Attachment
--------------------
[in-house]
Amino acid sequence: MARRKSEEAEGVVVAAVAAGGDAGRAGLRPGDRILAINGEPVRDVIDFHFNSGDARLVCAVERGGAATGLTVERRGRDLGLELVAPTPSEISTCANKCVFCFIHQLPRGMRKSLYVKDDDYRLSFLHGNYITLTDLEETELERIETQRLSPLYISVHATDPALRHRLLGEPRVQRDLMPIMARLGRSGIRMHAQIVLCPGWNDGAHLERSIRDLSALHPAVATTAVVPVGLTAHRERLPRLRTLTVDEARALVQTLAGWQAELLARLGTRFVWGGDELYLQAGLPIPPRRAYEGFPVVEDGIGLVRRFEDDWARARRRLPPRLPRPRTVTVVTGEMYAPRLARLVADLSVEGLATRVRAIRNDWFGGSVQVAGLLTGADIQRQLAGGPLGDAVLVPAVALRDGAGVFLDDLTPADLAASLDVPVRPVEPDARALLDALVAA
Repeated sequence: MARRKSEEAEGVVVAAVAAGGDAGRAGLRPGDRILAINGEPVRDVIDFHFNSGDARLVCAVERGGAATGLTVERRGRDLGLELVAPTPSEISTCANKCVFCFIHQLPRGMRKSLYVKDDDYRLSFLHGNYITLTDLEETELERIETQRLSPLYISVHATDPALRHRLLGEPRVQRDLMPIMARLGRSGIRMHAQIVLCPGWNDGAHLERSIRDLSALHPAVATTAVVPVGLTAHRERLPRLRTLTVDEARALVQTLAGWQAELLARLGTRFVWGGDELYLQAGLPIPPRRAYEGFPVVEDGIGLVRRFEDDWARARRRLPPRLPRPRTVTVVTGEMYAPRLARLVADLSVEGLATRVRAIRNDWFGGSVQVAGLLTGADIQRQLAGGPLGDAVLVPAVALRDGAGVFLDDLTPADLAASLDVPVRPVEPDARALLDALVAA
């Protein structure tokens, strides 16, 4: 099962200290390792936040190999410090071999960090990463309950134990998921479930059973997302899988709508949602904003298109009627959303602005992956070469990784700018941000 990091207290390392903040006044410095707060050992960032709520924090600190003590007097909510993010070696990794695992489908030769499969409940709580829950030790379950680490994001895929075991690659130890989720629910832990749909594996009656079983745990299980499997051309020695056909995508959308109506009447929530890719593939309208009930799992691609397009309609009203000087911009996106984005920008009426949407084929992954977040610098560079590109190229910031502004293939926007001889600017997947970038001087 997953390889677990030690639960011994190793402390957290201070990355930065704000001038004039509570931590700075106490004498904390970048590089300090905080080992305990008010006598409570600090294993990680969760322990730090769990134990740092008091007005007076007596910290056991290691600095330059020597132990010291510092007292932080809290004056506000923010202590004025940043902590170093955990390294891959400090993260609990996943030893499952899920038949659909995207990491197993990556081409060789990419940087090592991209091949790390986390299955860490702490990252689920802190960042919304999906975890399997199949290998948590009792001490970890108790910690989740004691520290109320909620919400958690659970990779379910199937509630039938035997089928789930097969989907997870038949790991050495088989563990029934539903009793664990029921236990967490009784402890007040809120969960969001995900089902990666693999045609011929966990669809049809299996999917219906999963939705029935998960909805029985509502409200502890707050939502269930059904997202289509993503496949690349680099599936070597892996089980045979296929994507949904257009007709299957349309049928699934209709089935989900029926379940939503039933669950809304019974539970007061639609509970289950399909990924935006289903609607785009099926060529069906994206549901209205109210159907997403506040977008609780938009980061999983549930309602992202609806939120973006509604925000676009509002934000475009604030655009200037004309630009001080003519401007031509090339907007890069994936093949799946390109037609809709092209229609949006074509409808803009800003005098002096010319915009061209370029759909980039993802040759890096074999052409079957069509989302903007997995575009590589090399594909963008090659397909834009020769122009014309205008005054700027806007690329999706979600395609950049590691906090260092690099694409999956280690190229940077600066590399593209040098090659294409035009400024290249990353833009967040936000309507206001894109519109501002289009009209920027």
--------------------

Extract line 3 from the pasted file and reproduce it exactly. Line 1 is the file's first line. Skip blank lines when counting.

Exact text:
Repeated sequence: MARRKSEEAEGVVVAAVAAGGDAGRAGLRPGDRILAINGEPVRDVIDFHFNSGDARLVCAVERGGAATGLTVERRGRDLGLELVAPTPSEISTCANKCVFCFIHQLPRGMRKSLYVKDDDYRLSFLHGNYITLTDLEETELERIETQRLSPLYISVHATDPALRHRLLGEPRVQRDLMPIMARLGRSGIRMHAQIVLCPGWNDGAHLERSIRDLSALHPAVATTAVVPVGLTAHRERLPRLRTLTVDEARALVQTLAGWQAELLARLGTRFVWGGDELYLQAGLPIPPRRAYEGFPVVEDGIGLVRRFEDDWARARRRLPPRLPRPRTVTVVTGEMYAPRLARLVADLSVEGLATRVRAIRNDWFGGSVQVAGLLTGADIQRQLAGGPLGDAVLVPAVALRDGAGVFLDDLTPADLAASLDVPVRPVEPDARALLDALVAA